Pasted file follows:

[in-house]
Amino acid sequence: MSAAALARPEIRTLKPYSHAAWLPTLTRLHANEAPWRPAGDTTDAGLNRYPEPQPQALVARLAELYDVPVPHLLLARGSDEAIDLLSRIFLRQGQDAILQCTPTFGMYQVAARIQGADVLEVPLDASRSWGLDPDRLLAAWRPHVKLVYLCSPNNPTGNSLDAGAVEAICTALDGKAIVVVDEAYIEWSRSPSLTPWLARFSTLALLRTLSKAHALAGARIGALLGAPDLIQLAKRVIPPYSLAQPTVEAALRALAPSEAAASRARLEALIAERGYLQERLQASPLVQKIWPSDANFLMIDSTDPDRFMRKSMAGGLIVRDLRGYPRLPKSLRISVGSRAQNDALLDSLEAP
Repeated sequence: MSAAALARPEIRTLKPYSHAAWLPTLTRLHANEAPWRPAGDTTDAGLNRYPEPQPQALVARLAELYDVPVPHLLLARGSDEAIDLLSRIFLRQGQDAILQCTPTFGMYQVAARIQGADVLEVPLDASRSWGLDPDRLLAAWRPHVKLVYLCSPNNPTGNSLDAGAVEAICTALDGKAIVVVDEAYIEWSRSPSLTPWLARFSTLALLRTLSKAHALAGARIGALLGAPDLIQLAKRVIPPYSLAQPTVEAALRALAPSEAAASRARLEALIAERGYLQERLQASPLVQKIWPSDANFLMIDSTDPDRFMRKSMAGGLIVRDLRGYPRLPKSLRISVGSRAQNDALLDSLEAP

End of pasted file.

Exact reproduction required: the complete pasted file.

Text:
[in-house]
Amino acid sequence: MSAAALARPEIRTLKPYSHAAWLPTLTRLHANEAPWRPAGDTTDAGLNRYPEPQPQALVARLAELYDVPVPHLLLARGSDEAIDLLSRIFLRQGQDAILQCTPTFGMYQVAARIQGADVLEVPLDASRSWGLDPDRLLAAWRPHVKLVYLCSPNNPTGNSLDAGAVEAICTALDGKAIVVVDEAYIEWSRSPSLTPWLARFSTLALLRTLSKAHALAGARIGALLGAPDLIQLAKRVIPPYSLAQPTVEAALRALAPSEAAASRARLEALIAERGYLQERLQASPLVQKIWPSDANFLMIDSTDPDRFMRKSMAGGLIVRDLRGYPRLPKSLRISVGSRAQNDALLDSLEAP
Repeated sequence: MSAAALARPEIRTLKPYSHAAWLPTLTRLHANEAPWRPAGDTTDAGLNRYPEPQPQALVARLAELYDVPVPHLLLARGSDEAIDLLSRIFLRQGQDAILQCTPTFGMYQVAARIQGADVLEVPLDASRSWGLDPDRLLAAWRPHVKLVYLCSPNNPTGNSLDAGAVEAICTALDGKAIVVVDEAYIEWSRSPSLTPWLARFSTLALLRTLSKAHALAGARIGALLGAPDLIQLAKRVIPPYSLAQPTVEAALRALAPSEAAASRARLEALIAERGYLQERLQASPLVQKIWPSDANFLMIDSTDPDRFMRKSMAGGLIVRDLRGYPRLPKSLRISVGSRAQNDALLDSLEAP